Saturday, December 20, 2014

Accouting and Investing for Our Future

As human doings we now must face the challenge to become human beings.  Let’s be truthful about both our blessings and curses to improve our planet's prospects.  We have to speak the same language and agree on a few ley things if we wish to best go forth.

Increasing better management and efficiencies increases our quality of life.  Now for us to embark with this intention to wisely act is the tenor of the times.  There are many ways to plant seeds for the future stimulating resource conservation and waste reduction. However there is a risk involved, massive financial experimentation, uncertain results, complex relationships, and an inescapable mandate for improvement.

The world economy will eventually face this reality so we best conserve and preserve this place.  Our output and inputs must balance with increased environmental and social considerations on how this Earth’s future welfare is assured.  Creating new business that vanguard future generation’s resources is prudent.

This requires a revolution in accountability to establish and maintain new performance criteria. These measures must balance flexible environmental partnerships offer, integrated management system and ingenious feedback loops. Preventing pollution, improving and environmental performance is all about our common bottom-line. Improved performance-based processes must evolve through trials and tribulations into proven practices.

Our money will never reside fully in our bank account. Our saving resides in how we better invest in better ways our world’s environmental economics work. We are all shareholders and beneficiaries on this planet.

As planetary resource managers we will become more skillful and ingenious.  Creating both a competitive and cooperative international marketplace we will tap new opportunities.   Such integration of best management will streamline, target, and consolidate programs to improve their delivery and lessen any footprint. We have the opportunity to better weed out ways that are outdated, ineffective, and unsustainable. How may we best pursue innovative opportunities to maintain our international well being? Exploring wise pragmatic first steps is a vital to this mega trillion dollar adventure.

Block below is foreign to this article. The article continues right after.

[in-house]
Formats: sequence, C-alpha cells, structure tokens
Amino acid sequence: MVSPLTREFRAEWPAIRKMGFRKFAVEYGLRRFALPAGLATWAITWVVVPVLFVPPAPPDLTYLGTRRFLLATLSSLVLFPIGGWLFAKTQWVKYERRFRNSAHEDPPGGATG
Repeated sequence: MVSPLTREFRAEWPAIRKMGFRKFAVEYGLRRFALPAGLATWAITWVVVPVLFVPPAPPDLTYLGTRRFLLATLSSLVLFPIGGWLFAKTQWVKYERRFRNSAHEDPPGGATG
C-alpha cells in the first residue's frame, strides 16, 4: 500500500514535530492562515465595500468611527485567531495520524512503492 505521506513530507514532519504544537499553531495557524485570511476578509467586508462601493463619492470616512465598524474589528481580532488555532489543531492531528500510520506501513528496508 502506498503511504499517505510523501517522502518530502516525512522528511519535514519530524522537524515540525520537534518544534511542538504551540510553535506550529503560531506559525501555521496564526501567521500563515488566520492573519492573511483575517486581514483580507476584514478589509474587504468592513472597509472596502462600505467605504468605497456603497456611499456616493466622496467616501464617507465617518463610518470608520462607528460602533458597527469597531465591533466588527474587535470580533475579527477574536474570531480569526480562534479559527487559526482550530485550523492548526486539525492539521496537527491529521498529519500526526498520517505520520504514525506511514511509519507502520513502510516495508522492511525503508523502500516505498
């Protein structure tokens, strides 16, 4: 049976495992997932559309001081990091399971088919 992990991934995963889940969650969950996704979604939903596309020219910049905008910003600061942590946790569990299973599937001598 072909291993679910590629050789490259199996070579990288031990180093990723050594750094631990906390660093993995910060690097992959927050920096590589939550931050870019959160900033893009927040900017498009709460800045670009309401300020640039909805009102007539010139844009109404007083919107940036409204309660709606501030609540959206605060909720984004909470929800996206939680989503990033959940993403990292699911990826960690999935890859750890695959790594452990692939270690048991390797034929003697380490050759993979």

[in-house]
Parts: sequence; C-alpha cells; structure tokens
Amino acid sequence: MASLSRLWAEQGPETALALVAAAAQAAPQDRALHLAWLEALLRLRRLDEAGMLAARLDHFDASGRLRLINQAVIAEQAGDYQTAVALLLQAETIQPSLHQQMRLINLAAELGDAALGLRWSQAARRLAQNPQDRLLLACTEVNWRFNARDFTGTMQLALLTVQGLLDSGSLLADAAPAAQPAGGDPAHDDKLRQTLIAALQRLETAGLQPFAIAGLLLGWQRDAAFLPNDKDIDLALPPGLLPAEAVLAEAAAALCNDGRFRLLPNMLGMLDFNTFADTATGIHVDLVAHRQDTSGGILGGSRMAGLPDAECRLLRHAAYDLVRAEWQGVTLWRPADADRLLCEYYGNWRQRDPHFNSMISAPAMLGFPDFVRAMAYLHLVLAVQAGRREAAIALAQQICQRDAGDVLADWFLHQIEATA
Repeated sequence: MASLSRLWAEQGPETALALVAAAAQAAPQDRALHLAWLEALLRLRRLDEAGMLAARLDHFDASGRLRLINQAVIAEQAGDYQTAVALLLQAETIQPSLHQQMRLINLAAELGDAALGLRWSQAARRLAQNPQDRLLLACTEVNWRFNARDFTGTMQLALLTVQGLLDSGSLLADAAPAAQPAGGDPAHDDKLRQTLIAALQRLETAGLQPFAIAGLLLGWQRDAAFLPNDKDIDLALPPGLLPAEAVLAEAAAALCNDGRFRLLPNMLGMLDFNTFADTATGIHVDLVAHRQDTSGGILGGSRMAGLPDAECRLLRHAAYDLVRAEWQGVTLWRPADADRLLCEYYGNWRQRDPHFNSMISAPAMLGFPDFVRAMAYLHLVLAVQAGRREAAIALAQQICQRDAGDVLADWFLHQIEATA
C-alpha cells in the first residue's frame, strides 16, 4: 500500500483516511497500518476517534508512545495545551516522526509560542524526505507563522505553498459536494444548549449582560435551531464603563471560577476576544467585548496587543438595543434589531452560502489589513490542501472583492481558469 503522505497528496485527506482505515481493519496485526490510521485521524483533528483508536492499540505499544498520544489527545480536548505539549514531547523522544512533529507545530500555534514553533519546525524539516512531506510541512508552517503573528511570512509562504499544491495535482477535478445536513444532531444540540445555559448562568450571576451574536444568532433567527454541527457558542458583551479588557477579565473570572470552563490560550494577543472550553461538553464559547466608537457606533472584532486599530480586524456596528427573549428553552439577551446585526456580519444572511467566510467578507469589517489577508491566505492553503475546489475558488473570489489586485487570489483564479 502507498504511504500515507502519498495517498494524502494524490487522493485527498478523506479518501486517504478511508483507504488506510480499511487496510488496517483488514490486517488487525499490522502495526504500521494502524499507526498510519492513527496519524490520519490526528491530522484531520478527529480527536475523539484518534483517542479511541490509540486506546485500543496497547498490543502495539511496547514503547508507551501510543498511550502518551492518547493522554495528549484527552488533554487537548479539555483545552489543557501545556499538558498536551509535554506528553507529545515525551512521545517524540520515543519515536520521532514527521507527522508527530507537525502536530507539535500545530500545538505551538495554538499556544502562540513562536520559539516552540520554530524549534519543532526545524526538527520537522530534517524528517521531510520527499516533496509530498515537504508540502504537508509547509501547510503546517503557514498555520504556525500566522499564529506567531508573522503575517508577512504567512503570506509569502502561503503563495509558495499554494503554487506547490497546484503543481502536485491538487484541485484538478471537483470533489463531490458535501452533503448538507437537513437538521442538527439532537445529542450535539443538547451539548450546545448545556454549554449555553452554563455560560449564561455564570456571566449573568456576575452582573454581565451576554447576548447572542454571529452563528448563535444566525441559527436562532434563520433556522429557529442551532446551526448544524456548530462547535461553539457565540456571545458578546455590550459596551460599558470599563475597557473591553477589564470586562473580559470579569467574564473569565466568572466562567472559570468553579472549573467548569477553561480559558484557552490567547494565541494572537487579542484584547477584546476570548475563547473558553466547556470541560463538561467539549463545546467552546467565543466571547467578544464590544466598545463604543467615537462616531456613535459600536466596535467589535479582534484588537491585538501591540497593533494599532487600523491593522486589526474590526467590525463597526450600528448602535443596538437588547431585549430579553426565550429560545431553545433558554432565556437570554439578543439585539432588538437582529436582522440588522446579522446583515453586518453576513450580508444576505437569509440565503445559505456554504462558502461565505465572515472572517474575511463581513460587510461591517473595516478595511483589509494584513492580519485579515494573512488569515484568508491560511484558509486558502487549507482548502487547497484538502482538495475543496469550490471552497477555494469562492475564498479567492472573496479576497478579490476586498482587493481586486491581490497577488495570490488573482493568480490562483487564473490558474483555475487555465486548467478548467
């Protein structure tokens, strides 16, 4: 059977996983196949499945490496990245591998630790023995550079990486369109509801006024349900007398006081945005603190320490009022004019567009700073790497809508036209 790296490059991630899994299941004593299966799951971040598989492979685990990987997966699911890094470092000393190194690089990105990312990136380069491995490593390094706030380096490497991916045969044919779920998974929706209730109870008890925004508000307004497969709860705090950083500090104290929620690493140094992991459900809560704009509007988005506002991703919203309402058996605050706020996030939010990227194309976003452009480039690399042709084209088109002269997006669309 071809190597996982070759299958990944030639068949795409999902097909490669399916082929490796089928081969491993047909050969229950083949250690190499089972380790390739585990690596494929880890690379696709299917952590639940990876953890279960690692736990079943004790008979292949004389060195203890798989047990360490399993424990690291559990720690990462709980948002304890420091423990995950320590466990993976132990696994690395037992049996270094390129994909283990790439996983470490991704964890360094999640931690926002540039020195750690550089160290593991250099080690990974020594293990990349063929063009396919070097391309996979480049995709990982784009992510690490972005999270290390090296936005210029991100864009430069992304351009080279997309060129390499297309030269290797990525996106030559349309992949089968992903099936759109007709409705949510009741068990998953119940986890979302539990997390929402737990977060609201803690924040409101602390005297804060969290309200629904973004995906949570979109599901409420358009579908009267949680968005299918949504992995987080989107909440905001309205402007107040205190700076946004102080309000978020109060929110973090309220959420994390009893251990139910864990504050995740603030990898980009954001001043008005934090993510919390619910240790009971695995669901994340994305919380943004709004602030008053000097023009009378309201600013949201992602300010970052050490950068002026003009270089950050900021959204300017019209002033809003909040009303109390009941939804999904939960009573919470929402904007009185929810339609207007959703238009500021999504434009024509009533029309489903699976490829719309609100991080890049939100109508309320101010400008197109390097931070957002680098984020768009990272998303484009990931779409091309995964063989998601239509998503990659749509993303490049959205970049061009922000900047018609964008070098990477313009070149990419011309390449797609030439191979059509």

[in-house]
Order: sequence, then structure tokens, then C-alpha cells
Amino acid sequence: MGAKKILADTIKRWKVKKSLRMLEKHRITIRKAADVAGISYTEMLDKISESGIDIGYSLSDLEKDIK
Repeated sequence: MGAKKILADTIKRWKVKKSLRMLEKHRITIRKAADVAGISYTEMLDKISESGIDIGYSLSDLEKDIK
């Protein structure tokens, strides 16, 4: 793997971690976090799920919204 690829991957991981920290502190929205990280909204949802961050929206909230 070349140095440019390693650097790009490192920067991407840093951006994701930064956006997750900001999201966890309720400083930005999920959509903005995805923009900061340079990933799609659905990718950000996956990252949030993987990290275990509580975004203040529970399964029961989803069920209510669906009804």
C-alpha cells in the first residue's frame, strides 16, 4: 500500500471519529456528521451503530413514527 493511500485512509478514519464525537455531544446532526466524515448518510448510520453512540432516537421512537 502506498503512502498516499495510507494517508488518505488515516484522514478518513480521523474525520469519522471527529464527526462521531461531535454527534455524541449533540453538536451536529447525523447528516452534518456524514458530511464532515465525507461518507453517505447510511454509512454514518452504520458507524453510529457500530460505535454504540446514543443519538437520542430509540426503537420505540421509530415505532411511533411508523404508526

Sunday, November 23, 2014

Free Drilling and Methane Emissions

Taxpayers for Common Sense recently cites in “Free Gas”, a real American tragedy ( 

Let’s agree that wasteful free subsidies for oil and gas companies is not good for this country or this earth.  Why do these profitable corporations pay nothing for over $380 million in royalties on the gas they have extracted over the past eight years on federal land?

The gas and oil industry has avoided paying royalties on gas they use as fuel for their drilling rigs is decades old.  Since 1946 our Congress has permanently exempted any natural gas used for fuel on well sites from royalty payments.  How does it make sense that royalty-free fuel for oil and gas companies.

Now the Bureau of Land Management (BLM), in the Department of Interior, is considering changing these outdated free
drilling rules on federal lands.
From an environmental perspective, the largest component of the lost gas is methane, which leaks from drilling rigs, storage tanks, pipelines and outdated equipment.  Such lost methane is a dangerous greenhouse gas.  Pollution controls to capture this leaking gases is not being used.

The bottom line is Americans are giving oil and gas companies royalty-free fuel and little incentives for drilling companies to lessen their toxic methane releases.  Is there anything missing with this picture?

Tuesday, November 18, 2014

Thanks for Saving; Attitude of Gratitude

When I respect things, no matter if they are natural, human or spiritual, it is a form of thanksgiving.  Showing such reverence, either by conserving or just observing, I directly become interlinked with a profound appreciation of being on this Earth.

Counting my blessings becomes a gift that keeps sustaining me. Nothing for me can be more rejuvenating than expressing gratefulness for all the ways this life and its people, and resources has provided me.

Just maintaining a state of gratefulness re-energizes me, and moves me to shift my attitude so that I look for the silver lining in every cloud. Instead of looking at things as a curse, I can see them as the blessing they truly are.  This is a peak experience because this brings me in a flow state, since I am in ultimate relationship with all things. 

The power of gratitude leads me to a greater sense of purpose, and a richer life. Invoking appreciation gives me a profound sense of joy, and links me with all things, filling me with a sense of harmony and well being.

The act of conserving is a way of showing gratitude by a form of stewardship that allows me to exercise my thanks by acting respectful.   Appreciation creates a mindset that reconnects me to value what has the highest importance. My feeling of gratitude expands when I reflect on how all things are interconnected.